NCPA - National Center for Policy Analysis

Internet Retailing Rewards Consumers With Lower Prices

January 4, 2001

A new study comparing trends in life insurance costs for consumers purchasing over the Internet shows that competition is driving prices down.

Jeffrey R. Brown of Harvard University and Austan Goolsbee of the University of Chicago had noticed that average prices of term life insurance suddenly fell sharply in 1996 and 1997 -- just when a growing number of websites began offering price quotes from a variety of companies to those shopping for this insurance.

So the authors did research to see if the two trends were connected.

  • They found a strong correlation between rising Net usage and falling term insurance costs.
  • The authors estimate that each 10 percent increase in the share of individuals in a group using the Net reduced the group's average term insurance costs by 3 percent to 5 percent.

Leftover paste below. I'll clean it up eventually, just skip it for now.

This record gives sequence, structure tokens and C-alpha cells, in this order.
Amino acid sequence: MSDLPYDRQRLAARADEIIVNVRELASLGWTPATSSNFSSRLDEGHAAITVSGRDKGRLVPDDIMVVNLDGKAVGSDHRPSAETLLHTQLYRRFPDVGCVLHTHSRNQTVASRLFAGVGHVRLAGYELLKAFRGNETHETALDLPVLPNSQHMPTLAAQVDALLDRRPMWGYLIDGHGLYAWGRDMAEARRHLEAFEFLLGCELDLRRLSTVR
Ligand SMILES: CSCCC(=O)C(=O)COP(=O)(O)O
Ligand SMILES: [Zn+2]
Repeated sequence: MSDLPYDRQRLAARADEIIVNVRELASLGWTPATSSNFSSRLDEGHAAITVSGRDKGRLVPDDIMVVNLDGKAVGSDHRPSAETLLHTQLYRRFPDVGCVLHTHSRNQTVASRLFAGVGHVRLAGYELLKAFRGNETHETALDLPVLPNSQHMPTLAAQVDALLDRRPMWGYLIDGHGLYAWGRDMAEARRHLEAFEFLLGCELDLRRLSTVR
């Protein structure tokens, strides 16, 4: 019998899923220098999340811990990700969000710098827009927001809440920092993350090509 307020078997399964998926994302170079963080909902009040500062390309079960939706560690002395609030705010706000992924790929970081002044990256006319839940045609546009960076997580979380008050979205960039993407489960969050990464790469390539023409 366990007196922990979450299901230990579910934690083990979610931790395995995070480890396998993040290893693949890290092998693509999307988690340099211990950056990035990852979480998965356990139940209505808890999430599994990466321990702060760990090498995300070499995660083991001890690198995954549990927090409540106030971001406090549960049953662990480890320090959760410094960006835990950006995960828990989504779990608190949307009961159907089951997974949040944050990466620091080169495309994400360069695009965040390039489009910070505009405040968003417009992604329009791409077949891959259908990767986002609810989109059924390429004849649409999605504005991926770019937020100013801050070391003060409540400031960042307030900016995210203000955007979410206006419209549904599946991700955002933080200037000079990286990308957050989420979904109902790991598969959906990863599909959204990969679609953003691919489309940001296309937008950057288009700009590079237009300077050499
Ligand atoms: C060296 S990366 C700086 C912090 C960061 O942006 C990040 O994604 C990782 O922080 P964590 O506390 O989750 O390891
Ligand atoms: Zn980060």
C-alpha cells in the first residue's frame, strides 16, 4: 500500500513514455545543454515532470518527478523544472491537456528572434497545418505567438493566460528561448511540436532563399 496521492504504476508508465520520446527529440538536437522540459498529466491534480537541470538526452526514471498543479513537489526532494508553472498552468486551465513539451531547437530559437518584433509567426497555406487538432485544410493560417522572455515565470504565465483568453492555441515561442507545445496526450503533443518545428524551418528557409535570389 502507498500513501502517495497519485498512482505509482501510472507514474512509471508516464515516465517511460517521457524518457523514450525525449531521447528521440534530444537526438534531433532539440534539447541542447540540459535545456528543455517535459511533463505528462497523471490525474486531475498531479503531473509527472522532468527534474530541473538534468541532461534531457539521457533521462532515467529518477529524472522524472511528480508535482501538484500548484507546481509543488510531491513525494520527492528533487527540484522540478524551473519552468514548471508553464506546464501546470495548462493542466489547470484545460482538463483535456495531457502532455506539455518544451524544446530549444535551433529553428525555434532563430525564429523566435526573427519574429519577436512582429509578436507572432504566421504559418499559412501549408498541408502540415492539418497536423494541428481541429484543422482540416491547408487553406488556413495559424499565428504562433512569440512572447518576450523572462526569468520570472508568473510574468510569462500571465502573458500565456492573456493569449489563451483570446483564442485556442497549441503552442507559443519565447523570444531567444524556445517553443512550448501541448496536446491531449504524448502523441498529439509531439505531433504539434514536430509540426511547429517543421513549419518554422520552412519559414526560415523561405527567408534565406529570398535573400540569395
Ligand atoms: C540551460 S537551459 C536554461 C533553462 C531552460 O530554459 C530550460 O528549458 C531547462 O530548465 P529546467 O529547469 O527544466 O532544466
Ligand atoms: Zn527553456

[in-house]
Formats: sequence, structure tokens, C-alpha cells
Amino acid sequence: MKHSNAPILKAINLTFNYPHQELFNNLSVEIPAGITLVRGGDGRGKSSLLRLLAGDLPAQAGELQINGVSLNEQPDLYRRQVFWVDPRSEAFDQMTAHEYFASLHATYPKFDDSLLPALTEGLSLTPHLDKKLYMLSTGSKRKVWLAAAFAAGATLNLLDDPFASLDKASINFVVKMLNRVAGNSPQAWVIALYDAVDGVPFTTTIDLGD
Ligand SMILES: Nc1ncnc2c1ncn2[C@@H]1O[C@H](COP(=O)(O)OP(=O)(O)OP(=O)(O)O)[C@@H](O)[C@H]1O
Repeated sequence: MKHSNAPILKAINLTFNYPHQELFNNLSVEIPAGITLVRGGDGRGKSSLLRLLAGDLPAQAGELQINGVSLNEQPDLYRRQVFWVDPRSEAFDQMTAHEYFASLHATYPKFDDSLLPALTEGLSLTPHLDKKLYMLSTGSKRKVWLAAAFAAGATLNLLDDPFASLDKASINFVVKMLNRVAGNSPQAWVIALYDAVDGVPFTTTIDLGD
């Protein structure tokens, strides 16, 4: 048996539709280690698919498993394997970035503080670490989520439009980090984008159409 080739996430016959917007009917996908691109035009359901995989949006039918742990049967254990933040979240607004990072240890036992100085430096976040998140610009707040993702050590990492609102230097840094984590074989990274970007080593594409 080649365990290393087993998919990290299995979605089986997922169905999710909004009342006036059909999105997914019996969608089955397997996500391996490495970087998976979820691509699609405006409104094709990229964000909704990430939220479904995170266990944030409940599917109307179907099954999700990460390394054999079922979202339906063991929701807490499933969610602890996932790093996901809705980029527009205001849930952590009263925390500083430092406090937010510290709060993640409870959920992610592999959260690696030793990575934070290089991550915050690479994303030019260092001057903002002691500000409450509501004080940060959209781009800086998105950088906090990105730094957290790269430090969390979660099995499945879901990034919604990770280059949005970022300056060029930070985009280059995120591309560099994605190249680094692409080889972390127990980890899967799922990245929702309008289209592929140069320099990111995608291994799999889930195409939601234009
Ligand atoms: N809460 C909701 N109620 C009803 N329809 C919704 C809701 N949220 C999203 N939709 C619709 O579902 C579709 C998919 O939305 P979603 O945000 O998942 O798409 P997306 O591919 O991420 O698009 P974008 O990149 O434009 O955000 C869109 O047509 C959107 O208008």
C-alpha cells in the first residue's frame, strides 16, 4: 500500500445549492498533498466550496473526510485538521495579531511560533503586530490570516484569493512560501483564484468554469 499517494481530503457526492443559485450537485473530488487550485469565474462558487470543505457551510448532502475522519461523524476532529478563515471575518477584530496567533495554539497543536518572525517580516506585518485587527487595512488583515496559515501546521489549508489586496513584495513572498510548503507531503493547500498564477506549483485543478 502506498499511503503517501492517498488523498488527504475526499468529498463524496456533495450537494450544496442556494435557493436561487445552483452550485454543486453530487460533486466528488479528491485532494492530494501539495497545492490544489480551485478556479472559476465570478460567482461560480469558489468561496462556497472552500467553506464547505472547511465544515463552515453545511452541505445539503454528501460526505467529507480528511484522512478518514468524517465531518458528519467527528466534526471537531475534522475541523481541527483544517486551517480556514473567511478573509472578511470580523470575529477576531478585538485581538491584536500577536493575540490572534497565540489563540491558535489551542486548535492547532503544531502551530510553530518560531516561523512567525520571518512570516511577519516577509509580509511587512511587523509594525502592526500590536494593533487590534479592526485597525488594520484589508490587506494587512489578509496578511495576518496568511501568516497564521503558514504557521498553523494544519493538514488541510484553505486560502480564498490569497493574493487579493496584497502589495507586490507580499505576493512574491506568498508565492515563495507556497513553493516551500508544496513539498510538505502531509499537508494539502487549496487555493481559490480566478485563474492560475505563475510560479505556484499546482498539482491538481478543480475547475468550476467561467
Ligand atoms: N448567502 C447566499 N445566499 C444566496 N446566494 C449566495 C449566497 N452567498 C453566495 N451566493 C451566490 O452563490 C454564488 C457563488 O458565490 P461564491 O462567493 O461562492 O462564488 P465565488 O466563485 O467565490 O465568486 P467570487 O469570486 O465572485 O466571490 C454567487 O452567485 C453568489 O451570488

• By 1997, annual nationwide savings to consumers totaled $115 million to $215 million.
  • So the Internet -- by allowing people to comparison shop without having first to contact a variety of insurance agents -- apparently drove insurance prices down not only for Web surfers, but for their neighbors as well.

This suggests that many other markets will become increasingly competitive as consumers have more data at hand. That should be good news for consumers -- and sobering thoughts for producers whose profit margins could get squeezed.

Source: Gene Koretz, Economic Trends: "E-Commerce: the Buyer Wins," Business Week, January 8, 2001.


Browse more articles on Economic Issues